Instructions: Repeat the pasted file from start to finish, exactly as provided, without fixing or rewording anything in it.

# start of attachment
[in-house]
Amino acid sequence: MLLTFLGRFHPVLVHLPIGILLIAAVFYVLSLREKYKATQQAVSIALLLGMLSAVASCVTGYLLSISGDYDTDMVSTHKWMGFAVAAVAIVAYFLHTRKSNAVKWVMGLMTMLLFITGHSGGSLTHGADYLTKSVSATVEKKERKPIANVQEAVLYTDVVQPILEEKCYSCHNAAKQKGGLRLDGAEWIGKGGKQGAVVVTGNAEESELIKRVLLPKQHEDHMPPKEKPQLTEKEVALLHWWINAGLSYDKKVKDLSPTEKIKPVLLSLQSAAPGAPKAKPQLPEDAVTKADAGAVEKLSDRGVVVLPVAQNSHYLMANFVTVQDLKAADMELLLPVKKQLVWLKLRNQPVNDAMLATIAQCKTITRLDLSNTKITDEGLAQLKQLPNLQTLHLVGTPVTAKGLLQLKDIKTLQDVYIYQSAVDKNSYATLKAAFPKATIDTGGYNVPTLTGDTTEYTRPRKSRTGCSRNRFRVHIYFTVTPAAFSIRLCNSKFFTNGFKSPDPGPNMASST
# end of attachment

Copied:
[in-house]
Amino acid sequence: MLLTFLGRFHPVLVHLPIGILLIAAVFYVLSLREKYKATQQAVSIALLLGMLSAVASCVTGYLLSISGDYDTDMVSTHKWMGFAVAAVAIVAYFLHTRKSNAVKWVMGLMTMLLFITGHSGGSLTHGADYLTKSVSATVEKKERKPIANVQEAVLYTDVVQPILEEKCYSCHNAAKQKGGLRLDGAEWIGKGGKQGAVVVTGNAEESELIKRVLLPKQHEDHMPPKEKPQLTEKEVALLHWWINAGLSYDKKVKDLSPTEKIKPVLLSLQSAAPGAPKAKPQLPEDAVTKADAGAVEKLSDRGVVVLPVAQNSHYLMANFVTVQDLKAADMELLLPVKKQLVWLKLRNQPVNDAMLATIAQCKTITRLDLSNTKITDEGLAQLKQLPNLQTLHLVGTPVTAKGLLQLKDIKTLQDVYIYQSAVDKNSYATLKAAFPKATIDTGGYNVPTLTGDTTEYTRPRKSRTGCSRNRFRVHIYFTVTPAAFSIRLCNSKFFTNGFKSPDPGPNMASST